The Trial By Franz Kafka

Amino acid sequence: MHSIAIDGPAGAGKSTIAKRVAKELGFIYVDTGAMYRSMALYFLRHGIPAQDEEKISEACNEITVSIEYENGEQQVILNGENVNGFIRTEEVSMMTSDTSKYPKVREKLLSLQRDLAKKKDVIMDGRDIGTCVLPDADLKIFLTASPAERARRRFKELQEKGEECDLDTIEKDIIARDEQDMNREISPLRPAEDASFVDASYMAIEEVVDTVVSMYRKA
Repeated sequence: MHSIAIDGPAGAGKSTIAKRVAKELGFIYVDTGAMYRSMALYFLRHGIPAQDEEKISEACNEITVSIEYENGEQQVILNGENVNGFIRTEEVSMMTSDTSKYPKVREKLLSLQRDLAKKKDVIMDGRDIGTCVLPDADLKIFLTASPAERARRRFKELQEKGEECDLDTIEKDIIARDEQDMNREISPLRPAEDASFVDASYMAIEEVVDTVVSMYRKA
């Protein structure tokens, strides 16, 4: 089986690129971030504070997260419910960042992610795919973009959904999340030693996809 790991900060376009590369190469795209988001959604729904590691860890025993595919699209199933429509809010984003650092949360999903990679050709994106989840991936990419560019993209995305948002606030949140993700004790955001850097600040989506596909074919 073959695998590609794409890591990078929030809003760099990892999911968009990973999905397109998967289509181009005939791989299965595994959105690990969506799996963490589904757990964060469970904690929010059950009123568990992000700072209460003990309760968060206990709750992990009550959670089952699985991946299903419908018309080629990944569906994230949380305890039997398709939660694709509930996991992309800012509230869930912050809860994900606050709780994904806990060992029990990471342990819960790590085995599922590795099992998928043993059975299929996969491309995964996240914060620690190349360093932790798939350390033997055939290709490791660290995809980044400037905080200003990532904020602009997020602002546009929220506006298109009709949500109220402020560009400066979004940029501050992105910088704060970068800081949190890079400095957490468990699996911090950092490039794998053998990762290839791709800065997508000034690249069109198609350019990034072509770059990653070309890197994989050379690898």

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The Trial by Franz Kafka, an incomplete novel chalked full of questions and confusion – leading readers to ask questions such as “why does the court function how it does?” and “what the heck is K. being arrested for again?” Although Kafka predicates the novel on these two ideas, the court and Josef K., never do readers explicitly gain a comprehensive or satisfactory understanding of the pair. In light of the fact that The Trial is an incomplete novel, Kafka intentionally leaves the function of the court and K.’s true character up for question. Kafka accomplishes this by never giving a true name to either the court or Josef K., keeping the upper levels of the court a secret, and in Josef K.’s transition from successful banker to complete obsession with the court. Luckily, Kafka offers a trail of breadcrumbs that enables his readers to begin answering some of the questions presented in this book. This essay illuminates these “breadcrumb” moments scattered throughout the novel to reveal the true relationship between the court and its subjects. Furthermore, this essay asserts that the court was in fact correct in its conviction of Josef K. as evidenced in the last chapter of this novel. In this novel, Kafka writes about a court system unlike anything seen today. Although Kafka never gives an explicit description of the court, readers can gain a firm understanding of how the court functions via proper close reading and synthesis of the novels many parts. One of the first pieces

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